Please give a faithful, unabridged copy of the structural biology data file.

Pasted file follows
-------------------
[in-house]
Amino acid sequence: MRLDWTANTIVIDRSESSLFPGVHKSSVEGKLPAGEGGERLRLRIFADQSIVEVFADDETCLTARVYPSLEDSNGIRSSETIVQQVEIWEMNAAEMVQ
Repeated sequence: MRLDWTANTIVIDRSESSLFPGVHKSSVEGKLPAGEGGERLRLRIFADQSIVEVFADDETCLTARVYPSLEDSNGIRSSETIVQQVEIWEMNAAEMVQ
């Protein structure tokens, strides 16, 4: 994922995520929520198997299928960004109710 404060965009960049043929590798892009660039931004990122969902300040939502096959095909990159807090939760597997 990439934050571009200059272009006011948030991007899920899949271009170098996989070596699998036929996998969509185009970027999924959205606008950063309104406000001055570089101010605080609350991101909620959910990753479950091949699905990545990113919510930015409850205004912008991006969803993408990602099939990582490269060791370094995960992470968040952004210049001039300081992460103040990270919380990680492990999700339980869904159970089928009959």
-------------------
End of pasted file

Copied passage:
[in-house]
Amino acid sequence: MRLDWTANTIVIDRSESSLFPGVHKSSVEGKLPAGEGGERLRLRIFADQSIVEVFADDETCLTARVYPSLEDSNGIRSSETIVQQVEIWEMNAAEMVQ
Repeated sequence: MRLDWTANTIVIDRSESSLFPGVHKSSVEGKLPAGEGGERLRLRIFADQSIVEVFADDETCLTARVYPSLEDSNGIRSSETIVQQVEIWEMNAAEMVQ
């Protein structure tokens, strides 16, 4: 994922995520929520198997299928960004109710 404060965009960049043929590798892009660039931004990122969902300040939502096959095909990159807090939760597997 990439934050571009200059272009006011948030991007899920899949271009170098996989070596699998036929996998969509185009970027999924959205606008950063309104406000001055570089101010605080609350991101909620959910990753479950091949699905990545990113919510930015409850205004912008991006969803993408990602099939990582490269060791370094995960992470968040952004210049001039300081992460103040990270919380990680492990999700339980869904159970089928009959």